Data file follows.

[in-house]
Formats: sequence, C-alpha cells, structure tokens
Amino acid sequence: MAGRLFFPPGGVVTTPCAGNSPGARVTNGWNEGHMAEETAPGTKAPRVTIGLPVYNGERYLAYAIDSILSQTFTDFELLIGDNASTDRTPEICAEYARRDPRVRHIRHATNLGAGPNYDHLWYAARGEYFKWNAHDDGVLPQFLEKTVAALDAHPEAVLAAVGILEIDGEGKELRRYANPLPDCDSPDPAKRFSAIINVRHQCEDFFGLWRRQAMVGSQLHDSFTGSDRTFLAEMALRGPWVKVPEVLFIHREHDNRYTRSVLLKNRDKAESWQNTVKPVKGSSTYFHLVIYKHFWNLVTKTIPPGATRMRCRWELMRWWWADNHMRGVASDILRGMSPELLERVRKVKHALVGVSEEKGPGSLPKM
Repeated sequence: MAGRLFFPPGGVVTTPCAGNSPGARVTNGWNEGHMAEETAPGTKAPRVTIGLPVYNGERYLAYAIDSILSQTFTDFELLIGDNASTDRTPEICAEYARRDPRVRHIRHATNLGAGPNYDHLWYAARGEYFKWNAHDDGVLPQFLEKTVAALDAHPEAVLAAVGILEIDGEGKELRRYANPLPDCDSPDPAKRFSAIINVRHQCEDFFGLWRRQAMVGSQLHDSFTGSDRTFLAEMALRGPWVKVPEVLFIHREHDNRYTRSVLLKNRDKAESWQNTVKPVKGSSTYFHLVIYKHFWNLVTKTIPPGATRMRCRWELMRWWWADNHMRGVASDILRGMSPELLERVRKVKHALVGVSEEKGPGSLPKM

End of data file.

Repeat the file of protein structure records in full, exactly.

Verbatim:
[in-house]
Formats: sequence, C-alpha cells, structure tokens
Amino acid sequence: MAGRLFFPPGGVVTTPCAGNSPGARVTNGWNEGHMAEETAPGTKAPRVTIGLPVYNGERYLAYAIDSILSQTFTDFELLIGDNASTDRTPEICAEYARRDPRVRHIRHATNLGAGPNYDHLWYAARGEYFKWNAHDDGVLPQFLEKTVAALDAHPEAVLAAVGILEIDGEGKELRRYANPLPDCDSPDPAKRFSAIINVRHQCEDFFGLWRRQAMVGSQLHDSFTGSDRTFLAEMALRGPWVKVPEVLFIHREHDNRYTRSVLLKNRDKAESWQNTVKPVKGSSTYFHLVIYKHFWNLVTKTIPPGATRMRCRWELMRWWWADNHMRGVASDILRGMSPELLERVRKVKHALVGVSEEKGPGSLPKM
Repeated sequence: MAGRLFFPPGGVVTTPCAGNSPGARVTNGWNEGHMAEETAPGTKAPRVTIGLPVYNGERYLAYAIDSILSQTFTDFELLIGDNASTDRTPEICAEYARRDPRVRHIRHATNLGAGPNYDHLWYAARGEYFKWNAHDDGVLPQFLEKTVAALDAHPEAVLAAVGILEIDGEGKELRRYANPLPDCDSPDPAKRFSAIINVRHQCEDFFGLWRRQAMVGSQLHDSFTGSDRTFLAEMALRGPWVKVPEVLFIHREHDNRYTRSVLLKNRDKAESWQNTVKPVKGSSTYFHLVIYKHFWNLVTKTIPPGATRMRCRWELMRWWWADNHMRGVASDILRGMSPELLERVRKVKHALVGVSEEKGPGSLPKM